“Sloppy, Halpert,” she says instead. “Very sloppy.”
He chuckles and makes his way over to his desk, searching the desktop first before beginning to rummage through drawers. She feels awkward watching him and knowing that he’s lying to her, especially since the only reason she can come up with is that he’s doing it to – to see her. She doesn’t know why, exactly. To check on her, maybe. Maybe he saw Roy’s truck was still in the parking lot and just came up to see if she was still here. And that’s okay, of course; it’s great, even. It’s the kind of thing that friends do.
But she still doesn’t get why he’d make up some excuse to come up here. She kind of feels like maybe it’s not any of her business, in a way. And so she sits here and she watches him search his desk and, more to make her laugh than anything else, Dwight’s, until he finally announces defeat and says he must have dropped it on his way out.
(Which could be true, she guesses, but still she can’t shake this feeling.)
“Hey, have fun tonight,” he says, pointing at her as he makes his way out, and for a second she doesn’t even get what he’s talking about until it hits her that he means dinner with Roy.
“Oh – yeah,” she says, and hopes she doesn’t sound as weird as she feels. “Definitely.”
“See you Monday,” he calls over his shoulder, and he turns for a second to grin at her before he leaves.
“See you Monday,” she echoes as the door closes behind him.
Roy doesn’t show up until six fifteen (by which time she’s read about Franz Jevne State Park, the Canton of Fruges, Ethel Bentham, the California sheephead, and the 1955 College World Series before getting irritated and just shutting down her computer). It turns out he wasn’t working late, after all – he and some of the guys in the warehouse got into a really intense game of darts, apparently, and he hadn’t wanted to leave in the middle of it. He’s grinning as he recounts to her how he kicked their asses, and she thinks to herself that “kicked their asses” is a really stupid way to talk about a game of darts, because darts isn’t the sort of thing that really involves kicking at all and it’s really just a dumb expression to begin with.
She reminds him about the reservations, and she can tell right away that he’d forgotten entirely and that he doesn’t really want to go. She guesses that she should be used to this by now, but all the same, her hands are clenched up into tight fists in her pockets as she tells him it’s okay, and that she doesn’t really mind staying home tonight anyway. He doesn’t hold the door open for her on their way out, which is no big deal, because she’s pretty sure that every woman in this age has to come to terms with the fact that chivalry is dead.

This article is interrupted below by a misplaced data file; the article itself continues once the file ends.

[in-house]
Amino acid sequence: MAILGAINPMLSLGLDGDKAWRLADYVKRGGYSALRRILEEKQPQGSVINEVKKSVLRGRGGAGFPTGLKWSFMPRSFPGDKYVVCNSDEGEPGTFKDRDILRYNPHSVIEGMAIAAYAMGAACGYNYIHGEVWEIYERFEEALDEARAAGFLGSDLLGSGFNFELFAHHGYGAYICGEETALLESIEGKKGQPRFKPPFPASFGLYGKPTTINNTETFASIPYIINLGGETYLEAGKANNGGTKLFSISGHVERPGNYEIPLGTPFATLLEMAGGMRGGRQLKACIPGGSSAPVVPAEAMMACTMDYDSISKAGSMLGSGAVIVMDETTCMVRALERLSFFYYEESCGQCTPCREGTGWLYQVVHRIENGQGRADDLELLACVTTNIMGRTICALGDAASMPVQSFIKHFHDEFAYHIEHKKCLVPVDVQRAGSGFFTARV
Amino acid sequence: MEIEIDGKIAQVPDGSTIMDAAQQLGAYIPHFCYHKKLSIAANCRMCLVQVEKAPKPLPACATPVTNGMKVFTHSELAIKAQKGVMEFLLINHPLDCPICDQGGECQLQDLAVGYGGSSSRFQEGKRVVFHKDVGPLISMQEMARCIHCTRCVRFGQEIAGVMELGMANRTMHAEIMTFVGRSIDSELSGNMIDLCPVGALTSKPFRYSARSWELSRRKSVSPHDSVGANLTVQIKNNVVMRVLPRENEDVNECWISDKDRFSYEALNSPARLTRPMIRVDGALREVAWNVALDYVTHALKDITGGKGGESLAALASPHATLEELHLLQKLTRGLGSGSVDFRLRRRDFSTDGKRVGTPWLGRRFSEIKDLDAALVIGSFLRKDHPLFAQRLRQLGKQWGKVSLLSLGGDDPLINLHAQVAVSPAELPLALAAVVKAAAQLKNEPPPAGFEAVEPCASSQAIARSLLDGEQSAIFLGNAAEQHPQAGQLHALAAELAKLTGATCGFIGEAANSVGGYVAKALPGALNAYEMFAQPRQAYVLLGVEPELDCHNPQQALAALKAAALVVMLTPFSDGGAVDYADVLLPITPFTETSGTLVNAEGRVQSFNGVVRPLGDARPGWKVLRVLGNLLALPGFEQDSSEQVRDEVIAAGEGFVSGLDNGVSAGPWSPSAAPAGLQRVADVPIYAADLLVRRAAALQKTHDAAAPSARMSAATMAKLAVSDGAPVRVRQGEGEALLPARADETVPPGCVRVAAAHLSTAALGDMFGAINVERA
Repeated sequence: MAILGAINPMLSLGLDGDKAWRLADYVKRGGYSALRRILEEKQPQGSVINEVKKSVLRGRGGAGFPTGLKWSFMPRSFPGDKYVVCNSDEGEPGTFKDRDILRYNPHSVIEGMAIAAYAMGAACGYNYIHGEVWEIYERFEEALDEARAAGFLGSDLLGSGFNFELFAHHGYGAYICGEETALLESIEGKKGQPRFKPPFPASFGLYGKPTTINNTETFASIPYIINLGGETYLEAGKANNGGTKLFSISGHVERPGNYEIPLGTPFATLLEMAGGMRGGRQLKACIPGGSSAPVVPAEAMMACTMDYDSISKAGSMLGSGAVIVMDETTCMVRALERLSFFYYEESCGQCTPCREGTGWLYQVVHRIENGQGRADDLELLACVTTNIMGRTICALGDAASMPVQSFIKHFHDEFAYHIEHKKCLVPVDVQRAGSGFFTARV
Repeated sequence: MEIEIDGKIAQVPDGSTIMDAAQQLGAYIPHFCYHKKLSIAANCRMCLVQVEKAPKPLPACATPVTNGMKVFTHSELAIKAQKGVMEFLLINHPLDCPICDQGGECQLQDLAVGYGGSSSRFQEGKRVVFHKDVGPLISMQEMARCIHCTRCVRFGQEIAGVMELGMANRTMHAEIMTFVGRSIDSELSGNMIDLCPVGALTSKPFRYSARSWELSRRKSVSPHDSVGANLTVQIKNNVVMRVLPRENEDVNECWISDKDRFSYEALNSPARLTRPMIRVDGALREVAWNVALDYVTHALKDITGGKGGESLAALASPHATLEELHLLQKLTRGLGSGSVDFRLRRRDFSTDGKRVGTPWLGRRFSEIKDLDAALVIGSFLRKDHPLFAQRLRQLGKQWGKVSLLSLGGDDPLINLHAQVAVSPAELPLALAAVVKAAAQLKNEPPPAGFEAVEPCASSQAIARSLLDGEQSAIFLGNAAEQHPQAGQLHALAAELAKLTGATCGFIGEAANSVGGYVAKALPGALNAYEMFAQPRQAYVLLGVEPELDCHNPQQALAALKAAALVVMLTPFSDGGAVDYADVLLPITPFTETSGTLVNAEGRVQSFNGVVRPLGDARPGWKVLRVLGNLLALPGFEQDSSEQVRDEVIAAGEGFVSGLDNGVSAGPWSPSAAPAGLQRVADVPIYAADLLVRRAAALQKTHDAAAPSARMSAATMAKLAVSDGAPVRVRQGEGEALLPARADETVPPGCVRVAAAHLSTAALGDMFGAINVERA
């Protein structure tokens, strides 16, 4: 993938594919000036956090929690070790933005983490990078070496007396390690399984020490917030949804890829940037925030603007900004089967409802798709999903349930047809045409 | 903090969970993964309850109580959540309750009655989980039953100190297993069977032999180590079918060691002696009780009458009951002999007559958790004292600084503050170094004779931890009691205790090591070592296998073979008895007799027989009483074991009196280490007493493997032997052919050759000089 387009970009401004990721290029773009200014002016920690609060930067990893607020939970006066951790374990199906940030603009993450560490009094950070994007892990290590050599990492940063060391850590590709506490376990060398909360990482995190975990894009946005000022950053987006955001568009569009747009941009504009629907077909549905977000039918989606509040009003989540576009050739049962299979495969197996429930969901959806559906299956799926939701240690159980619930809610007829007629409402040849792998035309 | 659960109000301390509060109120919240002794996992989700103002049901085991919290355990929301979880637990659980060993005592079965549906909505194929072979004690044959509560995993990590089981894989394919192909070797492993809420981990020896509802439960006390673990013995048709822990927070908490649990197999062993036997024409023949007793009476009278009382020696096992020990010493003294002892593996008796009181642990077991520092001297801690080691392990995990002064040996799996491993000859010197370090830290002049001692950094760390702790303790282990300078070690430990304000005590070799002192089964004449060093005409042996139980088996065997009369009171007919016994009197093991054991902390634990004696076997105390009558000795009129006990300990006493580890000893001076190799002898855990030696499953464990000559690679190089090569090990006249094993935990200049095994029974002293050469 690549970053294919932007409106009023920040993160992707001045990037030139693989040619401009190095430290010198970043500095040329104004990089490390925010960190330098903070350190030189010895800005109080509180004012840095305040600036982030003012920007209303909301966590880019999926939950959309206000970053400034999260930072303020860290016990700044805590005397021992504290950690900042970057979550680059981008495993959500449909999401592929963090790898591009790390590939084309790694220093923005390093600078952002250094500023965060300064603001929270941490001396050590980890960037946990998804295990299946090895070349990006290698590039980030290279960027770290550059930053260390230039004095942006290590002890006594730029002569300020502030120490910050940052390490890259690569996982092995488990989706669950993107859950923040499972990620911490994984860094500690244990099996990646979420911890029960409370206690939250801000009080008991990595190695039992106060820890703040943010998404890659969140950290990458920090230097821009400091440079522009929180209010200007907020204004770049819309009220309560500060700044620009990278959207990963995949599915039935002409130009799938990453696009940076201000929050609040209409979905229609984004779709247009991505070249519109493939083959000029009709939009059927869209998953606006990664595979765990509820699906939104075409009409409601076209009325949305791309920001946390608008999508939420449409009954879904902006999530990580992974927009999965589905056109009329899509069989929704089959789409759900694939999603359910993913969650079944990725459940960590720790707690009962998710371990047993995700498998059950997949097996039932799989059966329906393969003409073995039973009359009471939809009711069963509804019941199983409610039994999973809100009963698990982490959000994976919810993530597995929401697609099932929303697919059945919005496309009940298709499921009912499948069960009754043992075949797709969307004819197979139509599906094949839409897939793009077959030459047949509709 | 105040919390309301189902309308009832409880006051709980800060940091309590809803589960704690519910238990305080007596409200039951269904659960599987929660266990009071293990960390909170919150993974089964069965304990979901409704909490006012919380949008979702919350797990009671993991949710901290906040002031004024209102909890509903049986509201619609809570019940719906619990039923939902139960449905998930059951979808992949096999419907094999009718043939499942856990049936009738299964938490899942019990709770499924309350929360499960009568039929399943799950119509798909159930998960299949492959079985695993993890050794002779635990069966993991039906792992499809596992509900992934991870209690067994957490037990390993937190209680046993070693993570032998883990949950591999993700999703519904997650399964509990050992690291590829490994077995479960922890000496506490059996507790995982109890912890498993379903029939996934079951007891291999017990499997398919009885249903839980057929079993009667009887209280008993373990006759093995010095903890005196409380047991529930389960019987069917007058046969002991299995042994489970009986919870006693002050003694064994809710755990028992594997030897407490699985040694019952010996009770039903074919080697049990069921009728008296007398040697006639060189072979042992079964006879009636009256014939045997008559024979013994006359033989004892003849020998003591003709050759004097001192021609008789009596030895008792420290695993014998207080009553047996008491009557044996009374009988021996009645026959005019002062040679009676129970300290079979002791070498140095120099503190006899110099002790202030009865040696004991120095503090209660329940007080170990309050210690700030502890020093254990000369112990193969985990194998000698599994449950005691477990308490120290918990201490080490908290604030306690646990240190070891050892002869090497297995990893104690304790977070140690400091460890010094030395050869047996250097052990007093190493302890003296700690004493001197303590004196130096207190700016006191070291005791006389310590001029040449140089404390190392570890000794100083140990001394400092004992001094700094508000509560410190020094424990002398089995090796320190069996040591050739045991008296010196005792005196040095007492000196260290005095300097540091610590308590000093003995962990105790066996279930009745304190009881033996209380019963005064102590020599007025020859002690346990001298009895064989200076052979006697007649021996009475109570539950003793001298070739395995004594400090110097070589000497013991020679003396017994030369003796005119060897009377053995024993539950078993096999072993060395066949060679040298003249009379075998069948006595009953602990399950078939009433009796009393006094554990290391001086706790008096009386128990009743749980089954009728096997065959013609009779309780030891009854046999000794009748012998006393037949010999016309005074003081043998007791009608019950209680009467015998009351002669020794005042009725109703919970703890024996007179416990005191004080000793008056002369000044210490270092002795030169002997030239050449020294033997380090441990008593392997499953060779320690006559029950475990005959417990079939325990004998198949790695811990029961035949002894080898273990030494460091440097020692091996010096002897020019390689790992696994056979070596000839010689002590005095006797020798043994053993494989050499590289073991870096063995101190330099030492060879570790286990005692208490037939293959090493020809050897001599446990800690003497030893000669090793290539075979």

Jim always holds the door, without even seeming to realize he’s doing it, but that’s different.
They wind up ordering Chinese and Roy falls asleep in the middle of Yes Dear; she’s glad to have the excuse to change the channel. She eats egg noodles with a fork (she’d used to enjoy chopsticks, but now it seems kind of stupid to go to all that trouble) and channel surfs for awhile before coming across When Harry Met Sally, which she hasn’t seen for years but remembers liking. She tries not to think about the conversation with Kelly; considering how crappy she already feels, it’ll probably just give her a headache.
“You realize, of course, that we could never be friends,” Billy Crystal says. Meg argues valiantly against it, and Pam feels a little bad for her, because she’s wrong, isn’t she? She’s completely wrong. The whole point of the movie is that they’re perfect for each other and their friends know it and the audience knows it and even they know it, on some level, but they just can’t bring themselves to admit it. It’s frustrating and futile and kind of depressing, and she’s not really in a romantic comedy mood right now.
“The sex thing is already out there so the friendship is ultimately doomed and that is the end of the story.”
Pam decides she feels more like reading, and shuts the TV off.